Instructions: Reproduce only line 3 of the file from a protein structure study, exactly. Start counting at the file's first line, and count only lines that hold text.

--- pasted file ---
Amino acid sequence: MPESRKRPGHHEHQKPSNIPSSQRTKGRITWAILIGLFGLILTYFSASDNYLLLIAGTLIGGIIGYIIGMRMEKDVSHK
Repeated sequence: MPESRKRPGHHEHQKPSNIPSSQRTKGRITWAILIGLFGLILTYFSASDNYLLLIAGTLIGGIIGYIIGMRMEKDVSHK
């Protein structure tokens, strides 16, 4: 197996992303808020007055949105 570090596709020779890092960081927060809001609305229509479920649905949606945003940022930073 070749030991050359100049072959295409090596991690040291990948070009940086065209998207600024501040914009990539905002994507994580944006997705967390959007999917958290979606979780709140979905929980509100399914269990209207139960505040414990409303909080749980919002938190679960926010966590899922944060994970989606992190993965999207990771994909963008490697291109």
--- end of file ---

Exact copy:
């Protein structure tokens, strides 16, 4: 197996992303808020007055949105 570090596709020779890092960081927060809001609305229509479920649905949606945003940022930073 070749030991050359100049072959295409090596991690040291990948070009940086065209998207600024501040914009990539905002994507994580944006997705967390959007999917958290979606979780709140979905929980509100399914269990209207139960505040414990409303909080749980919002938190679960926010966590899922944060994970989606992190993965999207990771994909963008490697291109």